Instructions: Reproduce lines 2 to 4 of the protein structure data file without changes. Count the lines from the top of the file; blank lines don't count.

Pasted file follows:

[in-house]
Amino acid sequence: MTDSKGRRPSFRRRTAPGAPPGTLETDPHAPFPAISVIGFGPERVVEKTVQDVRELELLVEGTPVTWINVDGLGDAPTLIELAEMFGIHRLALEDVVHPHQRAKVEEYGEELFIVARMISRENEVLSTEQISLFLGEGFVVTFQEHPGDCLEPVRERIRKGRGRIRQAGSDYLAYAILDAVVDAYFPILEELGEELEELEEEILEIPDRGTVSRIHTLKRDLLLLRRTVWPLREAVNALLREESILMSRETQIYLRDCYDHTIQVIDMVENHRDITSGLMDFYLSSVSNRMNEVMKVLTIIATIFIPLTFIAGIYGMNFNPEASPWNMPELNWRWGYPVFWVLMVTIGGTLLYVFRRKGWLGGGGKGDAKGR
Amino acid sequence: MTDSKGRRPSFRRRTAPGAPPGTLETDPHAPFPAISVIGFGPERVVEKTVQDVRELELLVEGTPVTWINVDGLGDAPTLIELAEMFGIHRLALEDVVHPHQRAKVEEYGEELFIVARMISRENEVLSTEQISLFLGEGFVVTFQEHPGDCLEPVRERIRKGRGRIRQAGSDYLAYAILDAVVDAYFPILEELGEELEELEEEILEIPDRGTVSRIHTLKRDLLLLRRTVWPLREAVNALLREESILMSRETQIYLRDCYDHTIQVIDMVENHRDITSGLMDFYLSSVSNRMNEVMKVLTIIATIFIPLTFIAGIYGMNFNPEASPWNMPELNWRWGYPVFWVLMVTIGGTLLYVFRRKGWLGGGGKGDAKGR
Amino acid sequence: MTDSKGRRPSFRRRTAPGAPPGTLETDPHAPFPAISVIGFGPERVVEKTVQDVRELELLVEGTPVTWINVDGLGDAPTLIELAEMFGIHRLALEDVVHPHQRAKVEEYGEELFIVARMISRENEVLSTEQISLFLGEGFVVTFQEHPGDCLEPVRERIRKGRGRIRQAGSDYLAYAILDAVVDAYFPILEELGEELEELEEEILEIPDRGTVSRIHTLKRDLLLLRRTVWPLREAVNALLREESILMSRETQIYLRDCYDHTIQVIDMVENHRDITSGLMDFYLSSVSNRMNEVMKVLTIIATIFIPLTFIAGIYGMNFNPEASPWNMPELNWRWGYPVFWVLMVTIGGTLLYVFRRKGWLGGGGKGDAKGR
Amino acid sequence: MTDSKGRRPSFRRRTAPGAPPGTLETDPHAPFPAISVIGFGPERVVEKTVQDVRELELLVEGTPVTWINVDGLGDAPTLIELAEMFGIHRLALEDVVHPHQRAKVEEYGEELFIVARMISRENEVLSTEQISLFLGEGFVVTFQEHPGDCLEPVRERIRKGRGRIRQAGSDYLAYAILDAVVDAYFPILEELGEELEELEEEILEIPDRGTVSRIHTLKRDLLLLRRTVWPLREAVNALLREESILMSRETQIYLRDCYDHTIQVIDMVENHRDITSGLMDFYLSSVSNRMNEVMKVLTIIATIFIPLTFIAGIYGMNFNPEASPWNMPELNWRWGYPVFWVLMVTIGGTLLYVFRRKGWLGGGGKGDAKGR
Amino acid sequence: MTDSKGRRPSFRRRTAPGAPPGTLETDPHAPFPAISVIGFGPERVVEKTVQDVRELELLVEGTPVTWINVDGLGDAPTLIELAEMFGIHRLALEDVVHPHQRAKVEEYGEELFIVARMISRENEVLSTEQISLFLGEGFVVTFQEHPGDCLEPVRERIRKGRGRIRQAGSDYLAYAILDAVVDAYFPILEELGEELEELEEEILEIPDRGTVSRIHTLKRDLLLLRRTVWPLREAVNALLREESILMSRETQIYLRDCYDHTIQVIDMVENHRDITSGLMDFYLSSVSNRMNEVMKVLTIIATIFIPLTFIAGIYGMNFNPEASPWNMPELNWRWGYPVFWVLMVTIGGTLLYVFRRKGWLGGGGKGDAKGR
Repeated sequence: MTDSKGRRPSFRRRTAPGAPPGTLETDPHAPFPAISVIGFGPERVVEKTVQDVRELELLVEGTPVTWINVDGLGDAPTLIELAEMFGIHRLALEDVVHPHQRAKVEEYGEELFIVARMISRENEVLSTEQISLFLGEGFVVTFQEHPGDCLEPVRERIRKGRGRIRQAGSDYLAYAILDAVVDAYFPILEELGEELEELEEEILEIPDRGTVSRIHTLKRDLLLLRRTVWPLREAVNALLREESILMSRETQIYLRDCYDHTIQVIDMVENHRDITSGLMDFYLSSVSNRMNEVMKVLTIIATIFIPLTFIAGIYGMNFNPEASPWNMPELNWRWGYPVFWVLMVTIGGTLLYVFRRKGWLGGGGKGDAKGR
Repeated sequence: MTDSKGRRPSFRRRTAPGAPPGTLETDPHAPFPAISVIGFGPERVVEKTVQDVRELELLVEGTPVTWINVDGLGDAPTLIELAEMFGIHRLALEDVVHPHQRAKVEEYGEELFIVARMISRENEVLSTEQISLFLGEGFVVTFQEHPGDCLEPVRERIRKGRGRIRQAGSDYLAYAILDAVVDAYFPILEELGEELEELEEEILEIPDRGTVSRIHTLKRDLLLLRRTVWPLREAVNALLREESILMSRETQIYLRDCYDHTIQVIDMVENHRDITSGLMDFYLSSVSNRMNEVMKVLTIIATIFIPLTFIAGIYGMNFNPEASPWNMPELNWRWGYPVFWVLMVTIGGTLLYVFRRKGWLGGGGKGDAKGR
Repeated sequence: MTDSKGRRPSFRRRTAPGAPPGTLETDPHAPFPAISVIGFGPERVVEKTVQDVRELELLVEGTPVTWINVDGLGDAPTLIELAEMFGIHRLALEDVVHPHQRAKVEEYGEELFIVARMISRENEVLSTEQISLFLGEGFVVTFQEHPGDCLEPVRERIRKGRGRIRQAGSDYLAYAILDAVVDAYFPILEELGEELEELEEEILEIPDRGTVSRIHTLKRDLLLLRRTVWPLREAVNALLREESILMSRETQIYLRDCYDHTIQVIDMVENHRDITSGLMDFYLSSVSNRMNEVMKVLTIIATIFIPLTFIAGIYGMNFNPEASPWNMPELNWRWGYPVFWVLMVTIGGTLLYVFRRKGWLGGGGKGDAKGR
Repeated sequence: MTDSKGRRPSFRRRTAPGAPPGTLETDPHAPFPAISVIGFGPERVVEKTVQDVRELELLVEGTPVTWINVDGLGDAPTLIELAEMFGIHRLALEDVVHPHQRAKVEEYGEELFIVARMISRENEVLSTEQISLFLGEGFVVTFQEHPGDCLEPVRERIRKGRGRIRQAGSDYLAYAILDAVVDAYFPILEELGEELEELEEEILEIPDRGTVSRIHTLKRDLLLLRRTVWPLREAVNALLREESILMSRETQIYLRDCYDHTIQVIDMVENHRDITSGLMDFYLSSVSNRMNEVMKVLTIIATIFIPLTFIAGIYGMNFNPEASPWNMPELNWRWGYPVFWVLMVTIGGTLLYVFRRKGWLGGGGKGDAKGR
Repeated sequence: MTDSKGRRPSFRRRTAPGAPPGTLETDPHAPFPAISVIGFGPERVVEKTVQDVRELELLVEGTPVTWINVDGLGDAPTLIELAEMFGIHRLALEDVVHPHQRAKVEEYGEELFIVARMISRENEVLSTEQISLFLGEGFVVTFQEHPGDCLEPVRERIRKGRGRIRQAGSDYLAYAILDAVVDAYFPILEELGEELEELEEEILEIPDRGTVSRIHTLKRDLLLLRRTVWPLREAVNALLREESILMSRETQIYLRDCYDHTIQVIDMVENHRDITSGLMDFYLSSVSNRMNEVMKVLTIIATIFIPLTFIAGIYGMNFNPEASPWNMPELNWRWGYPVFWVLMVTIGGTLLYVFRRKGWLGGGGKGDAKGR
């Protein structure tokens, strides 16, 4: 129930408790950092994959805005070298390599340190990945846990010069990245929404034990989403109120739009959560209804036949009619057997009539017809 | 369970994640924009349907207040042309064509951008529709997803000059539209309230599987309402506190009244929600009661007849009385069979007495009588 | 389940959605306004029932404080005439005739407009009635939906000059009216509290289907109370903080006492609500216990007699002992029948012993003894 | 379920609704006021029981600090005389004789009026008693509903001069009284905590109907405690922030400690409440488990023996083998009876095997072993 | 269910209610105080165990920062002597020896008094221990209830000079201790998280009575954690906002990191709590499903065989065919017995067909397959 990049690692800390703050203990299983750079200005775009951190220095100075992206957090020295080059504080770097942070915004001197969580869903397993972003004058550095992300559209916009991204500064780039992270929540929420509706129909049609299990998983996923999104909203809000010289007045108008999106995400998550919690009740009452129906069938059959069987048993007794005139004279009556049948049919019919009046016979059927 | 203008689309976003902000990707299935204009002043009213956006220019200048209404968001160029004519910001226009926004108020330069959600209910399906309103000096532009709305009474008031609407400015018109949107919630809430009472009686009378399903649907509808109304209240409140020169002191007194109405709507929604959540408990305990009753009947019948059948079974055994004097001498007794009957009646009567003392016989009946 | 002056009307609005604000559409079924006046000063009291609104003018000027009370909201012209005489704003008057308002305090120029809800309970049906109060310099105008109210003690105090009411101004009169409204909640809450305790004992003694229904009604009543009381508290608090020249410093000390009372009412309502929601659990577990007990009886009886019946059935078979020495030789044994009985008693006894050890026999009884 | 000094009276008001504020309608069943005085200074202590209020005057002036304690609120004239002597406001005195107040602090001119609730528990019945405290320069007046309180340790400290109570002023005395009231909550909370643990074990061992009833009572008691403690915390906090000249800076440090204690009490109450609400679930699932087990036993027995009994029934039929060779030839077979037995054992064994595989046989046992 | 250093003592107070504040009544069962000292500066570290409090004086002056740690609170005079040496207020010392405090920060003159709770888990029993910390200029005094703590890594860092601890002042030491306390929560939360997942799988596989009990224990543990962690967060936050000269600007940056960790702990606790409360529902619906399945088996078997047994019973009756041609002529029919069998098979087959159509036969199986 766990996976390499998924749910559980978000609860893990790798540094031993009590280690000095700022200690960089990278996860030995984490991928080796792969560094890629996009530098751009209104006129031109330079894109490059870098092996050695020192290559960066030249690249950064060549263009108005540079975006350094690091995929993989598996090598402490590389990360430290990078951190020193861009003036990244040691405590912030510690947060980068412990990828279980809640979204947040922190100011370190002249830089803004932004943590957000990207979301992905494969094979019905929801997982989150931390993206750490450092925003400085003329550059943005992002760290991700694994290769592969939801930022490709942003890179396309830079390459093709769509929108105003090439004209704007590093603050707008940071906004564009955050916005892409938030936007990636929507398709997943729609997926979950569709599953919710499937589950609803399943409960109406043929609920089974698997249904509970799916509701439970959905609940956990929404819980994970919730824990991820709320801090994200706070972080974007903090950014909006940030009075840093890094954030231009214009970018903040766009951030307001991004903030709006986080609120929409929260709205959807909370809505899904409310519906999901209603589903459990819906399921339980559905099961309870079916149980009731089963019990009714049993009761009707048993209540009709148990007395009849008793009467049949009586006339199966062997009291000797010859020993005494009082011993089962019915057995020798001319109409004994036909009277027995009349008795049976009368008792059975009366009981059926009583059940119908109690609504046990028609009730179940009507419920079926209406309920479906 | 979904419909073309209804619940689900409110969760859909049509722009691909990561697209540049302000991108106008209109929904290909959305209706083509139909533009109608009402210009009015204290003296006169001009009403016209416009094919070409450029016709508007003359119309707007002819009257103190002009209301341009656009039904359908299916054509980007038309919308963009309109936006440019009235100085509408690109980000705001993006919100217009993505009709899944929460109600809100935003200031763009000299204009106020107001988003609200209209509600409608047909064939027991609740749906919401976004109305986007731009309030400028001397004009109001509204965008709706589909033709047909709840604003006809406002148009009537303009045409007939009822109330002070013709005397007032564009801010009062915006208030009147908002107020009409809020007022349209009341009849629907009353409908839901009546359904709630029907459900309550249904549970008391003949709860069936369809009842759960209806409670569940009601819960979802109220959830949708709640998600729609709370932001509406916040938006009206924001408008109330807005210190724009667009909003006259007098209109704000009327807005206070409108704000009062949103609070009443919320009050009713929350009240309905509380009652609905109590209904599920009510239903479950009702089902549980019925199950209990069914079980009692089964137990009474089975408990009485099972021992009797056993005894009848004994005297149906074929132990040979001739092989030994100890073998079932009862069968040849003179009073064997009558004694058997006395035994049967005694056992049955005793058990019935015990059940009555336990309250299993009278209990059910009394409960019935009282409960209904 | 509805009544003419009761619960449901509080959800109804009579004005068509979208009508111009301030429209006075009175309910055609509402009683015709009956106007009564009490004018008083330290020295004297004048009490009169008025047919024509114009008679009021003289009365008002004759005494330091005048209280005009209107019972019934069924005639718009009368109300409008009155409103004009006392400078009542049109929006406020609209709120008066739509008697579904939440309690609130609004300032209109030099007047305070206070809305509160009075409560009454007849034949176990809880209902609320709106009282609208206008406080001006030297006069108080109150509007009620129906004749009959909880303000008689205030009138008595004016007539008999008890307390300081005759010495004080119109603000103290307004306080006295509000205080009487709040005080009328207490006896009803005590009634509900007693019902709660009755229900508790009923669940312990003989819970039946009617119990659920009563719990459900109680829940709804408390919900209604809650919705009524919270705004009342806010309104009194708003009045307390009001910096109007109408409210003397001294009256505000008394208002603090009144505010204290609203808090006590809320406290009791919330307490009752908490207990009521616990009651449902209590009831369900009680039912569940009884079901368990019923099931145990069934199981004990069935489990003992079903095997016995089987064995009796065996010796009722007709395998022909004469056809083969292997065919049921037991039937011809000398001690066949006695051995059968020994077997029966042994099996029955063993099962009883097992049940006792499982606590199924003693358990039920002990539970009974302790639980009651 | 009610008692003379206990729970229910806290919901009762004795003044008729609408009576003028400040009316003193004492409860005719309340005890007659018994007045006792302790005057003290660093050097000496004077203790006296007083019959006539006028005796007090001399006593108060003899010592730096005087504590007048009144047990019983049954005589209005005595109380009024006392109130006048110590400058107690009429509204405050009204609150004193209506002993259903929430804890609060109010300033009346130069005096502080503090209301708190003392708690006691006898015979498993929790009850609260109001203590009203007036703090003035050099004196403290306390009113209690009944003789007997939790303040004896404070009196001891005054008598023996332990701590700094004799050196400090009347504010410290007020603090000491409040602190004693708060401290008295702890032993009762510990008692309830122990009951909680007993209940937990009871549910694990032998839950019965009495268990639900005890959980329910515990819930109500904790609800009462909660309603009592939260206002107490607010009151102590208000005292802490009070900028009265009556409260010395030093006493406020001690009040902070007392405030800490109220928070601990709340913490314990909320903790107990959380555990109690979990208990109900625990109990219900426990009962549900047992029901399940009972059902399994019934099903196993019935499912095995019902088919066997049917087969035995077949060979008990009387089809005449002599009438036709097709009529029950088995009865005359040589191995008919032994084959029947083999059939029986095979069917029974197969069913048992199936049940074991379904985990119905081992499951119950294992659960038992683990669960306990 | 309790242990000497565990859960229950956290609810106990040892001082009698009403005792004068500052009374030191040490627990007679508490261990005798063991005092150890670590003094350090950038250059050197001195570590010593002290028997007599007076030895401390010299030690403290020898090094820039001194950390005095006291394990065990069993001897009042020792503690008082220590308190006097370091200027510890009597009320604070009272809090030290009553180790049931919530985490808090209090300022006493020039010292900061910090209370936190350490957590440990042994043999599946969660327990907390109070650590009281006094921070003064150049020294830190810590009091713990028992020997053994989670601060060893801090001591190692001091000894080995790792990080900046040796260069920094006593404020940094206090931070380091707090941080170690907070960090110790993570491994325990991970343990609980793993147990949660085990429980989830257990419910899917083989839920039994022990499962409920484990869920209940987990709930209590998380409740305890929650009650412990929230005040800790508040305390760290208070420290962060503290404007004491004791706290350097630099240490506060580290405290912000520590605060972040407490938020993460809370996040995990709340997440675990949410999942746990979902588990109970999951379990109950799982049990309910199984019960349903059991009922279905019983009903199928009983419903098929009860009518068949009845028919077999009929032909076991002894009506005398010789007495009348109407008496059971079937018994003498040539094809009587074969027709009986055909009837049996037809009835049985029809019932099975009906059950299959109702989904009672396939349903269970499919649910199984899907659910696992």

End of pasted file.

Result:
Amino acid sequence: MTDSKGRRPSFRRRTAPGAPPGTLETDPHAPFPAISVIGFGPERVVEKTVQDVRELELLVEGTPVTWINVDGLGDAPTLIELAEMFGIHRLALEDVVHPHQRAKVEEYGEELFIVARMISRENEVLSTEQISLFLGEGFVVTFQEHPGDCLEPVRERIRKGRGRIRQAGSDYLAYAILDAVVDAYFPILEELGEELEELEEEILEIPDRGTVSRIHTLKRDLLLLRRTVWPLREAVNALLREESILMSRETQIYLRDCYDHTIQVIDMVENHRDITSGLMDFYLSSVSNRMNEVMKVLTIIATIFIPLTFIAGIYGMNFNPEASPWNMPELNWRWGYPVFWVLMVTIGGTLLYVFRRKGWLGGGGKGDAKGR
Amino acid sequence: MTDSKGRRPSFRRRTAPGAPPGTLETDPHAPFPAISVIGFGPERVVEKTVQDVRELELLVEGTPVTWINVDGLGDAPTLIELAEMFGIHRLALEDVVHPHQRAKVEEYGEELFIVARMISRENEVLSTEQISLFLGEGFVVTFQEHPGDCLEPVRERIRKGRGRIRQAGSDYLAYAILDAVVDAYFPILEELGEELEELEEEILEIPDRGTVSRIHTLKRDLLLLRRTVWPLREAVNALLREESILMSRETQIYLRDCYDHTIQVIDMVENHRDITSGLMDFYLSSVSNRMNEVMKVLTIIATIFIPLTFIAGIYGMNFNPEASPWNMPELNWRWGYPVFWVLMVTIGGTLLYVFRRKGWLGGGGKGDAKGR
Amino acid sequence: MTDSKGRRPSFRRRTAPGAPPGTLETDPHAPFPAISVIGFGPERVVEKTVQDVRELELLVEGTPVTWINVDGLGDAPTLIELAEMFGIHRLALEDVVHPHQRAKVEEYGEELFIVARMISRENEVLSTEQISLFLGEGFVVTFQEHPGDCLEPVRERIRKGRGRIRQAGSDYLAYAILDAVVDAYFPILEELGEELEELEEEILEIPDRGTVSRIHTLKRDLLLLRRTVWPLREAVNALLREESILMSRETQIYLRDCYDHTIQVIDMVENHRDITSGLMDFYLSSVSNRMNEVMKVLTIIATIFIPLTFIAGIYGMNFNPEASPWNMPELNWRWGYPVFWVLMVTIGGTLLYVFRRKGWLGGGGKGDAKGR